Civil War soldiers eating outside at a tent camp, circa early 1860s.
Courtesy Library of Congress, 00815u
The Civil War caused two phenomena that would later grow into the American beef industry:
- The development of industrial meat processing and
- The Union’s blockage of Texas trade from the rest of the U.S. as well as other markets.
Birth of Industrial Meat Processing
Courtesy Library of Congress, cph 3b20288
|The Union had a huge army, one that needed food. To meet this demand, innovative butchers in Chicago with names like Gustavus Swift and P. D. Armour acquired large buildings, hired every butcher they could find, and bought every head of livestock in the region that was available to them.
Philip Danforth Armour.
Courtesy National Archives & Records Administration
Disassembly plant where meat was packed into barrels. The government used the meat to feed the army.
Courtesy Library of Congress, 04102u
These two meat-processing industrialists created what they called "disassembly plants", in which a steer would enter the plant, be slaughtered, processed, and emerge at the end canned or packed in barrels. This meat was then sold to the government to feed the army.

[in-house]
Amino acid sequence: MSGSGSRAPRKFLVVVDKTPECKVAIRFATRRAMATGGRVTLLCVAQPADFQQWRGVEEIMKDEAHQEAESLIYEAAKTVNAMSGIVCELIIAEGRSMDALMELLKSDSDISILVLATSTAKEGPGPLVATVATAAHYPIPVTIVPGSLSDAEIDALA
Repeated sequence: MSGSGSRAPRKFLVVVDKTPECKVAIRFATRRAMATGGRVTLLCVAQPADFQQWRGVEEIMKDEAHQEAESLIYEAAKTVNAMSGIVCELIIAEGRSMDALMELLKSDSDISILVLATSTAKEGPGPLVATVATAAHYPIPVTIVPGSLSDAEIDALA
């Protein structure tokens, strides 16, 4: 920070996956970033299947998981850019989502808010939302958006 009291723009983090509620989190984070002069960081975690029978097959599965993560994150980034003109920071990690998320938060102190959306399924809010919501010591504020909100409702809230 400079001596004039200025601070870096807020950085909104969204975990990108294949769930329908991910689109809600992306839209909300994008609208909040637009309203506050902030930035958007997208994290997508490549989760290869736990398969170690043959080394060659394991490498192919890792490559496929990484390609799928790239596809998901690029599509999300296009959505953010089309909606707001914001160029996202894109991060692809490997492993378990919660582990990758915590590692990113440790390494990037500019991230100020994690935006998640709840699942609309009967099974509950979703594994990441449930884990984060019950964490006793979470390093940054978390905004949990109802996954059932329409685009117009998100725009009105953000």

Cattle Stuck in Texas
In Texas, a southern state, many of the men who worked the ranches went off to war. And by 1862, the Union’s naval embargo and hold on the Mississippi River cut Texas off from the traditional markets for its cattle: the other southern states and Great Britain.
When the war ended, Texans, as with other Confederate states, returned to find their state’s economy in ruins. But during the War, the cattle on the Texas plains continued to breed and multiply. So at the end of the Civil War, there were cattle in the south and a demand in the north.
|In the video, Civil War & Texas Beef, national events set the scene for beef moving to Nebraska.|
From the 2008 NET Television production Beef State
Some Civil War Medal of Honor recipients
in the Nebraska Hall of Fame
Find about all its members.